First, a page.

Doctor insights on:
Bacillus Cereus Food Poisoning Treatment
Left packet of rice open for 3 hours. Heard about raw rice containing Bacillus cereus and multiplying when cooked. Food poisoning risk?
Possible: Fried rice is an important cause of emetic-type food poisoning associated with B. cereus in the United States. The organism is frequently present in uncooked rice, and heat-resistant spores may survive cooking. Cooked rice subsequently at room temperature can allow vegetative forms to multiply, and the heat-stable toxin that is produced can survive brief heating such as stir frying. ...Read more
Toxic ingestion (also called "poisoning") is a condition in which a person has eaten or drank a substance that causes ill symptoms or damage to his body. Taking an overdose of a medicine, taking any dose of a poison, drinking too much vodka, or accidentally drinking antifreeze . . . are all ...Read more
Food poisoning: Bacillus cereus causes food poisoning. It often presents with the "fried rice syndrome": a bout of vomiting after eating improperly cooked, refrigerated, or reheated rice. It can also cause diarrhea. It gets better on its own. ...Read more
The history.: See: http://wwwnc.cdc.gov/eid/article/5/1/99-0104_articleGet a more detailed answer ›
Doctors, what is the difference between bacillus cereus, bacillus subtilis, and bacillus licheniformis?
Different species: These are different species in the genus bacillus. Anthrax bacillus is also in the same genus. You may Google each term to learn about their characteristics. ...Read more
Bacillus cereus: Bacillus cereus or b. Cereus is a type of bacteria that produces toxins. These toxins can cause two types of illness: one type characterized by diarrhea and the other, called emetic toxin, by nausea and vomiting. It comes from contaminated food that is undercooked and generally lasts a day. ...Read more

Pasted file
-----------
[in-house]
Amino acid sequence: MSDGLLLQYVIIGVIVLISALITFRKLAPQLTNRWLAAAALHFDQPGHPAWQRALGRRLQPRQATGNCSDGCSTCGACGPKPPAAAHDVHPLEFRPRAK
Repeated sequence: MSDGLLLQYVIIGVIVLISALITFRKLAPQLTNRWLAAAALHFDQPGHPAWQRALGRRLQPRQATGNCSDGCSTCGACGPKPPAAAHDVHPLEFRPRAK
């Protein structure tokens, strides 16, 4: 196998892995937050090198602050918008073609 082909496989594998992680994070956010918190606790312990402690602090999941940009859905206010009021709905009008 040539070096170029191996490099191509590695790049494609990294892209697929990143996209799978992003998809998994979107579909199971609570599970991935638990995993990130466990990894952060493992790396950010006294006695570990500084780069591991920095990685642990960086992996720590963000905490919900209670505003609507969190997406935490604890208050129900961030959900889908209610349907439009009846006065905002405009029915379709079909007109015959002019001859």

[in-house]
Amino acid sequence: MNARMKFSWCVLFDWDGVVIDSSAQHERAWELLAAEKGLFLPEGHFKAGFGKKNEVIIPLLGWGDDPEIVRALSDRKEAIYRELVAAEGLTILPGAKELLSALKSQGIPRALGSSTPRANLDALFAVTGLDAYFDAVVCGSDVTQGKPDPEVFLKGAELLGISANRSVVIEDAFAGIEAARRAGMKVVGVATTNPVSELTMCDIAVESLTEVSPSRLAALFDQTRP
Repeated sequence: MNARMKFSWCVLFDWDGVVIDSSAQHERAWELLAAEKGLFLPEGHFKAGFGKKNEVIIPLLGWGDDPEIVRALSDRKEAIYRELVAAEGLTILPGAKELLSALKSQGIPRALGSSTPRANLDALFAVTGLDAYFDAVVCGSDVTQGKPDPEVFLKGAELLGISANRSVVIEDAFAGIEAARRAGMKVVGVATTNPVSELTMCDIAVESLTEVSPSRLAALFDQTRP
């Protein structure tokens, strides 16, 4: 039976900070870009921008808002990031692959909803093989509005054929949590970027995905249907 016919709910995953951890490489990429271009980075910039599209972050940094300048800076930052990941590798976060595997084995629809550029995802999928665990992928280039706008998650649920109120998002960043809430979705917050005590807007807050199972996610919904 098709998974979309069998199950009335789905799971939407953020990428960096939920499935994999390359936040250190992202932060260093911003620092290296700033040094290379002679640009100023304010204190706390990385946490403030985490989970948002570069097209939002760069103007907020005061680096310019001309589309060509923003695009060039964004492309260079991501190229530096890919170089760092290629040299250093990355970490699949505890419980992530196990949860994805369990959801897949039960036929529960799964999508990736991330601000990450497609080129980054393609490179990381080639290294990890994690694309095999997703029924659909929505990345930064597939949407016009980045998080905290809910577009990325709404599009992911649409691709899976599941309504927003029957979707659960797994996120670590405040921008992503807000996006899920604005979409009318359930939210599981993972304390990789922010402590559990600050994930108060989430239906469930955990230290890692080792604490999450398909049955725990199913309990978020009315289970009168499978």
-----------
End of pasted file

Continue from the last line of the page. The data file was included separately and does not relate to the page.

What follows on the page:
Time & support: Most of the time, your body will take care of this on its own -- as long as you stay hydrated and rest for a couple of days. If stools are bloody or you cannot even keep fluids down, you need medical attention and support. If it's a child who is ill, they can dehydrate very quickly and may need to see a doctor sooner. Pedialyte can be good for both kids and adults if need be. ...Read more
Depends on cause:
Food poisoning may be due to chemical contamination, contamination by organisms, e.g., hepatitis, giardia, e coli, cryptosporidium, listeria etc; preformed microbial toxins like staphylococcal toxin, botulism etc. Treatment would depend in the cause of food poisoning. The best approach would be prevention. See this for more info
http://www.Webmd.Com/food-recipes/food-poisoning/food-poisonin. ...Read more
No: Please see a doctor.Get a more detailed answer ›
Food poisoning: This generic term covers a lot of ground. There are many ways of interpreting it. Could be infections, toxins, contaminants that are irritating. There are some causes that affect the lower GI tract without the upper, and vice versa. You need to see a doctor for treatment. Good luck. ...Read more
Time will tell: If you have a not too serious bacterial or spoiled food, then a day of nausea, vomiting, then diarrhea usually occurs. Unfortunately there are bad bugs out there that if your health is not the best, can result in death. If you are "sick" then weak care immediately to make sure you will recover. ...Read more
When you have food poisoning, can you eat bread to soak up the poison, how long does it take to cure?
No: It usually takes 12 - 36 hrs to feel better. ...Read more
No idea: Anything is possible. "food poisoning" is a very general term and may cover numerous illnesses. What did you eat and when? Who else ate the same foods and are they ill? Do you have any GI symptoms (nausea, vomiting, diarrhea, abdominal pain). Need more info. ...Read moreSee 1 more doctor answer
Depends on cause: Food poisoning can come from toxins, viruses, and bacteria. Only the bacterial cause is likely to need medical treatment. For all of them it s important to keep well hydrated with clear liquids that have electrolytes, and to avoid other foods to rest the GI tract. For any condition that last more than a couple of days it is a good idea to see a doctor. ...Read moreSee 1 more doctor answer
Foodborne illnesses: Are many including bacteria such as e. Coli, salmonella or campylobacter; viruses such as norovirus and hepatitis a; toxins such as those made by staphylococcus and clostridium and bacillus cereus; and others such as beef tapeworm, paralytic shellfish poisoning, and scombroid and ciguatera from fish...Any many more. ...Read more